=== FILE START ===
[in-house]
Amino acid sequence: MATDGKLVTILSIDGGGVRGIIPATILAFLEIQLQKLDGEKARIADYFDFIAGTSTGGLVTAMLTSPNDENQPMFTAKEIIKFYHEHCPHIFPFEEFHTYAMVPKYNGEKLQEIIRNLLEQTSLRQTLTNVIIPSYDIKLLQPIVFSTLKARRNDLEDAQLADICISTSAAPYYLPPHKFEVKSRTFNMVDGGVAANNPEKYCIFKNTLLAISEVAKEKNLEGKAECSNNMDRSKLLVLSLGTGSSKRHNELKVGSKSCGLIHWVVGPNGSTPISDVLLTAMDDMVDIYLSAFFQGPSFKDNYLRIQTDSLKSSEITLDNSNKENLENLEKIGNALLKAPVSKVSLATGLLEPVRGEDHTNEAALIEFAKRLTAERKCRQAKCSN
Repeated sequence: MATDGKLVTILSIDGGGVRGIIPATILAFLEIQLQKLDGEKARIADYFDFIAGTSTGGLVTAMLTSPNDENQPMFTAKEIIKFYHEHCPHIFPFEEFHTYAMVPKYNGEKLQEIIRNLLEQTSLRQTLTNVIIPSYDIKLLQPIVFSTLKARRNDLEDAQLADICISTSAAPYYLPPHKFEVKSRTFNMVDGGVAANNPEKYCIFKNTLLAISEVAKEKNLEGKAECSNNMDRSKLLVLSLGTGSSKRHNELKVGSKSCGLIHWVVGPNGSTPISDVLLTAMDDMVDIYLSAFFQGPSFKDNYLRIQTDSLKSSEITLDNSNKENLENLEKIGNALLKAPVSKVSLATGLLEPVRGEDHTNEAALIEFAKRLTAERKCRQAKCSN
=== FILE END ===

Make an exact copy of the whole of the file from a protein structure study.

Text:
[in-house]
Amino acid sequence: MATDGKLVTILSIDGGGVRGIIPATILAFLEIQLQKLDGEKARIADYFDFIAGTSTGGLVTAMLTSPNDENQPMFTAKEIIKFYHEHCPHIFPFEEFHTYAMVPKYNGEKLQEIIRNLLEQTSLRQTLTNVIIPSYDIKLLQPIVFSTLKARRNDLEDAQLADICISTSAAPYYLPPHKFEVKSRTFNMVDGGVAANNPEKYCIFKNTLLAISEVAKEKNLEGKAECSNNMDRSKLLVLSLGTGSSKRHNELKVGSKSCGLIHWVVGPNGSTPISDVLLTAMDDMVDIYLSAFFQGPSFKDNYLRIQTDSLKSSEITLDNSNKENLENLEKIGNALLKAPVSKVSLATGLLEPVRGEDHTNEAALIEFAKRLTAERKCRQAKCSN
Repeated sequence: MATDGKLVTILSIDGGGVRGIIPATILAFLEIQLQKLDGEKARIADYFDFIAGTSTGGLVTAMLTSPNDENQPMFTAKEIIKFYHEHCPHIFPFEEFHTYAMVPKYNGEKLQEIIRNLLEQTSLRQTLTNVIIPSYDIKLLQPIVFSTLKARRNDLEDAQLADICISTSAAPYYLPPHKFEVKSRTFNMVDGGVAANNPEKYCIFKNTLLAISEVAKEKNLEGKAECSNNMDRSKLLVLSLGTGSSKRHNELKVGSKSCGLIHWVVGPNGSTPISDVLLTAMDDMVDIYLSAFFQGPSFKDNYLRIQTDSLKSSEITLDNSNKENLENLEKIGNALLKAPVSKVSLATGLLEPVRGEDHTNEAALIEFAKRLTAERKCRQAKCSN